My own personal opinion about rifled slugs is that it's snake oil. First of all it's just not going to grab well even if the slug was touching the metal, but more importantly, the slug is nestled into the shot cup, therefore there is a plastic buffer that keeps the rifling from touching.

Normal riflings work because the friction on the outside of the bullet causes it to melt or at least soften a little, and this softness gets expanded into the riflings, which then cause the bullet to spin. Take out the riflings on the barrel and take out the metal to metal contact and put a plastic buffer in there, and it's just not going to spin.
I could be wrong here, I'm not a shotgun expert, but rifled slugs don't work that way dude. The "rifling" on those slugs is designed to use the air resistance to cause the spin, kind of like a windmill effect. As the wind flows through the rifling, it imparts the spin by channeling the airflow.

Hope I explained that correctly, but I'm pretty sure thats how they work.
Old 06-09-2010, 12:26 PM
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Default Rifled slugs

Ok here is how a rifled slug works. It has fins these fins do not work as a windmill and turn the slug. They are there to keep the slug tight as it travels down the barrel. They then get crushed out of shape as the leave the barrel by the choke. If you are using a CYL choke they do not get crushed much an IMPCYL choke a little and a MOD is the most restrictive you should use will crush them down almost flat with the slug. I have seen big difference in my shotgun using CYL vs IMPCYL chokes. I think the CYL choke works best. Anyway there is a small shuttle cock that is attached to the slug that makes the slug fly like a bat mitten birdy toward the target. These shuttle cocks are usually made of plastic and stay attached the entire flight. And you can find them still attached inside the game.
A rifled Slug barrel is the most accurate it uses rifiling to impart a sping on the slug which causes the sabot slug to send the plastic casing around it spinning off. The plastic sleeve around the slug is used to keep the slug tight in the barrel the same way a rifled slug has fins. Rifiling also effects the slug by how much twist is in it. a 1 in 24 twist use faster slugs a 1 in 36 use slower slugs.
Some smoothbore barrels will except a rifled choke which will give the slug a little spin as it departs the barrel the accuracy will be improved but not as much as a fully rifled barrel gives you. Never shoot one of these Sabot chokes from a long barrel. The slugs are designed to lose velocity after 24 inches of barrel. Also the rifled choke tubes should be used with slower slugs.
Pete
Here is a link that will explain it better than I can: http://www.chuckhawks.com/shotgun_slugs.htm
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Old 06-10-2010, 01:08 AM
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An excellent first post sir, thanks!
Old 06-13-2010, 04:54 PM
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The "rifling" on rifled slugs is to provide a crush area or rider to assist the slug down the barrel as close to centered as possible and to compress when it hits the choke if there's one present.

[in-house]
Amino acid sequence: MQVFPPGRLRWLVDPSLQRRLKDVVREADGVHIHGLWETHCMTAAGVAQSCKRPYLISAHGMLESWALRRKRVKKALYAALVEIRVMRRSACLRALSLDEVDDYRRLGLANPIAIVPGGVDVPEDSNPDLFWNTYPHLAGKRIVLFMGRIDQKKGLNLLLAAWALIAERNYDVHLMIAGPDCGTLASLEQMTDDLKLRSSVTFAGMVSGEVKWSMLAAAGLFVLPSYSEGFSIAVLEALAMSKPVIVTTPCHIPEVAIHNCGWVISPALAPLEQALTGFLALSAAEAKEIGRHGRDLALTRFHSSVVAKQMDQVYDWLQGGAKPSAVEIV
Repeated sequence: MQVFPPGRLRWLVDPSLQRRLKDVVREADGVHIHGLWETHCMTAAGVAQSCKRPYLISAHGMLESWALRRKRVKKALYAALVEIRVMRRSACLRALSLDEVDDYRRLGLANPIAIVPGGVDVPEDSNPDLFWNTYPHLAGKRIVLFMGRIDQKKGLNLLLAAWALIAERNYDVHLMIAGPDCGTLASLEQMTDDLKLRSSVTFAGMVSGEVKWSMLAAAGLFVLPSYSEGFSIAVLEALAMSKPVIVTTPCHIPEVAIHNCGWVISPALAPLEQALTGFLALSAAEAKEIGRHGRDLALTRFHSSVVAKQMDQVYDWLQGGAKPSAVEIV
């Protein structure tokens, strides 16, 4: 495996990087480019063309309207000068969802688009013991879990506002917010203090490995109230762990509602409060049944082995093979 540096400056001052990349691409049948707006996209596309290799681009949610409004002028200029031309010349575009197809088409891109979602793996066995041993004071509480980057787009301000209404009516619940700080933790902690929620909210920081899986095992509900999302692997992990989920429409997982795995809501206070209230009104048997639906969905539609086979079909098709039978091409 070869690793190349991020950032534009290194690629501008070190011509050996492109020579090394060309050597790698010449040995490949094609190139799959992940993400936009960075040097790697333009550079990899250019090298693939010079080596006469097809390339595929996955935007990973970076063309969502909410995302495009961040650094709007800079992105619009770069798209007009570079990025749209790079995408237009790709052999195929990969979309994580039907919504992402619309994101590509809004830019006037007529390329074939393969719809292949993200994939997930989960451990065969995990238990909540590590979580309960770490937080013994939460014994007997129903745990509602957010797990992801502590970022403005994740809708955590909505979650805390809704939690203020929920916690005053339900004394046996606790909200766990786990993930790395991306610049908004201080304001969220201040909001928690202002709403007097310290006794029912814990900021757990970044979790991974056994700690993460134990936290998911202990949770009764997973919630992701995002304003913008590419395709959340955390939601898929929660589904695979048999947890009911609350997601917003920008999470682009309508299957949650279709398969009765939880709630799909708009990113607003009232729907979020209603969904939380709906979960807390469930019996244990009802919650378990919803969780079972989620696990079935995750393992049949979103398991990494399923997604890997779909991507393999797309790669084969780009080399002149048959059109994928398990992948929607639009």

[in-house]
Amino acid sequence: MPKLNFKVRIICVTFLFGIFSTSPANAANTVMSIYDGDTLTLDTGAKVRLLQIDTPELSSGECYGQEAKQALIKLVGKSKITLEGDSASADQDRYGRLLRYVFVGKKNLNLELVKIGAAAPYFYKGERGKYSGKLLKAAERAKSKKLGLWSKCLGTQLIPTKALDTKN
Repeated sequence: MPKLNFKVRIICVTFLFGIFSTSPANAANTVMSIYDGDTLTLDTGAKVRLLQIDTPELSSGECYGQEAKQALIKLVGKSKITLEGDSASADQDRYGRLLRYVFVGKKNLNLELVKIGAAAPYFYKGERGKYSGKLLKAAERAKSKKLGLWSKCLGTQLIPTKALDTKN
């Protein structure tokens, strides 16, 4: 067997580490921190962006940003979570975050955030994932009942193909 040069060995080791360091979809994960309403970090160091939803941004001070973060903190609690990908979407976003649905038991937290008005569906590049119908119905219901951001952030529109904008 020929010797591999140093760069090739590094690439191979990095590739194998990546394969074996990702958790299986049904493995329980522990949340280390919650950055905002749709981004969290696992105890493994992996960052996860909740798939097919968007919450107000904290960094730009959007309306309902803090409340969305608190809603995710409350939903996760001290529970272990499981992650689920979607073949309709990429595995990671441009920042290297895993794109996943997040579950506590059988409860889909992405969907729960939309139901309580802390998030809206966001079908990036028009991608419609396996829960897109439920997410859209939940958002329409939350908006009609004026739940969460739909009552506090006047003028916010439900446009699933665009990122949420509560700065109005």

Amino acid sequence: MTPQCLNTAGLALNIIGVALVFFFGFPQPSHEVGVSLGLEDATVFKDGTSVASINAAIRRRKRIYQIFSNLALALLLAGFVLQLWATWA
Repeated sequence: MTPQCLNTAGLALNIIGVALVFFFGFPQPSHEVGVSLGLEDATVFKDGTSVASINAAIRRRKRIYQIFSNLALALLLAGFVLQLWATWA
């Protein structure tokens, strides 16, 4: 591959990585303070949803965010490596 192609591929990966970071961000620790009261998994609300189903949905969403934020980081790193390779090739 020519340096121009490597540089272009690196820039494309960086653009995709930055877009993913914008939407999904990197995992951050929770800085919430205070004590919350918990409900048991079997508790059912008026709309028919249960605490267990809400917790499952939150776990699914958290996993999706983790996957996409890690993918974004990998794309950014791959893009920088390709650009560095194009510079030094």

They don't actually spin unless shot through a rifled barrel or rifled choke tube.

The most accurate in my experience were the old style Brenneke slugs compared to others when shot through a Cation "Sniper" tube. The newer slugs are even more accurate from what I've seen.

My old Remington would put three of these (old Brenneke's) into 4" at 100Y off a bench with a Weaver 2.5 power scope.

Everything else that wasn't using a sabot went from 6-10".

Until you use a rifled barrel, you get no spin imparted without rifling no matter what fins you put on the outside of the slug.
Old 06-13-2010, 05:57 PM
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Quote:
Originally Posted by zmopardue View Post
Ok here is how a rifled slug works. It has fins these fins do not work as a windmill and turn the slug. They are there to keep the slug tight as it travels down the barrel. ...
Correct.
And the fins do not spin the slug via air travel either.

Rifled slugs are basically a big knuckle ball in flight, the main thing that does stabilize them to keep from yawing all over the place is the aerodynamic "shuttlecock" shape of the slug itself.

- OS
Old 06-14-2010, 02:13 PM
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Quote:
Originally Posted by iyaayas View Post
The "rifling" on those slugs is designed to use the air resistance to cause the spin, kind of like a windmill effect. As the wind flows through the rifling, it imparts the spin by channeling the airflow.
If we were talking about the exploding grenades fired out of AA-12's I'd agree. The riflings on a typical slug would not catch enough air to do this though. This is what it would have to look like to do this:

Old 06-14-2010, 11:54 PM
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Seems the new trend is to make shotguns work more like rifles. I like the shotgun for the fact that its a shotgun! IT PUTS MANY PROJECTILES DOWN RANGE. While I do like slugs the rifled choke choice is good if thats all you got. I could carry one gun and get better accuracy with some styles of slugs by just changing the choke. A choke is light and fits in my pocket and the rifled barrel does not! Giving only one choice or a limited one and or limited funds. I could do well with a field barrel for birds and other game and a rifled choke for when needed?
Old 06-15-2010, 08:46 AM
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Quote:
Originally Posted by forestdavegump View Post
Seems the new trend is to make shotguns work more like rifles. I like the shotgun for the fact that its a shotgun! IT PUTS MANY PROJECTILES DOWN RANGE. While I do like slugs the rifled choke choice is good if thats all you got. I could carry one gun and get better accuracy with some styles of slugs by just changing the choke. A choke is light and fits in my pocket and the rifled barrel does not! Giving only one choice or a limited one and or limited funds. I could do well with a field barrel for birds and other game and a rifled choke for when needed?
in some states, hell even a few counties in southern arkansas (i live in NWA) dont allow rifles to be used in modern gun deer season, shotgun or straight walled (case) pistol only, this has pushed the technology and accuracy of the shotgun to new heights over the past decade. thankfully we can still use our rifles where i live.